Spain’s largest newspaper, El País, launched a paywall in May, and has already brought in more than 90,000 digital subscribers, more than double the number of its print subscribers. The metered paywall allows ten free articles before a reader must subscribe. The paper originally intended to launch the paywall in March, but decided to delay it due to the pandemic. Managing editor Borja Echevarría said that their coverage of COVID-19 “became our best communications and marketing campaign.” Subscriptions are 10 euro per month in most places, but have been cut to 5 euros in some Spanish-speaking countries like Mexico and Colombia. 

+ Earlier: How El País uses maps to “speak directly to readers about their own lives” (Medium, Mapbox)

OFFBEAT

How memes became a major vehicle for misinformation (Axios)

While many have worried that deepfakes will become a major source of misinformation, new research shows that simple memes are actually one of the most effective tools in spreading bad information. Memes are easy to produce and hard to moderate, and the origins of them are often impossible to track. Media intelligence firm Zignal Labs found that memes have become a powerful tool for spreading COVID-19 vaccine misinformation, and studies have found that exposure to vaccine misinformation was tied to a six-point drop in people’s intention to get the vaccine. Because memes often involve manipulating text, image and video in nontraditional ways, artificial intelligence has struggled to parse them, making automatic content moderation of memes nearly impossible.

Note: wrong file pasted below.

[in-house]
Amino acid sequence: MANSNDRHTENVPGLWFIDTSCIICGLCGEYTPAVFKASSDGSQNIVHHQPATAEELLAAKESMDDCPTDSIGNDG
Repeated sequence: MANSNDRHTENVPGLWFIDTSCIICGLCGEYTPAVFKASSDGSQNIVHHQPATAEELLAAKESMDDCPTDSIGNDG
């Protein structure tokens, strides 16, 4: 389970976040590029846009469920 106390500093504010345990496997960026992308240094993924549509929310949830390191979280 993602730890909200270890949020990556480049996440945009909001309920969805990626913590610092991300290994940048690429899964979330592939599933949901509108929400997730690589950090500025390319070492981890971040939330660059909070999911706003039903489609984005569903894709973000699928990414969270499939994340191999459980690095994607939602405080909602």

+ Related: Memes can also be effective at fighting misinformation, and have been used this way by governments and news organizations (The Guardian; Poynter)

UP FOR DEBATE

On the rise of media unions, and why they’re necessary (Substack, The Media Nut)

Unionizing has become increasingly common in digital newsrooms over the past few years, but many in management and ownership remain hostile to the idea. Josh Sternberg writes that although media outlets are happy to expose poor working conditions in other industries, they often balk at the idea of journalists demanding better workplaces. But, he writes, it’s a poor long-term strategy for news outlets, since unions can be a great recruiting tool. “This is a small industry; and a gossipy one,” he writes. “We talk to each other. We know the good companies and the bad ones. Media companies need to recognize that their biggest boosters aren’t their PR departments, but their workers.” 

SHAREABLE

Journalism and the language of loss: How a pointillistic data graphic offers realization and consolation (Poynter) 

To illustrate the half a million people that have died from COVID-19 in the U.S., the cover of the Sunday New York Times featured a data graphic inspired by pointillism. Along a horizontal timeline, the graphic showed one dot representing each death caused by the virus, moving from a light gray last spring to an almost black bar in recent weeks. Roy Peter Clark writes that the effect recognizes “that tension between crowdedness and emptiness” that has marked this past year. He also highlights the accompanying news story, where he says “the language of loss appears with creative and purposeful repetition and variation.” Clark argues that features like this highlight the ritual function of news, which can bring people together in times of celebration and mourning.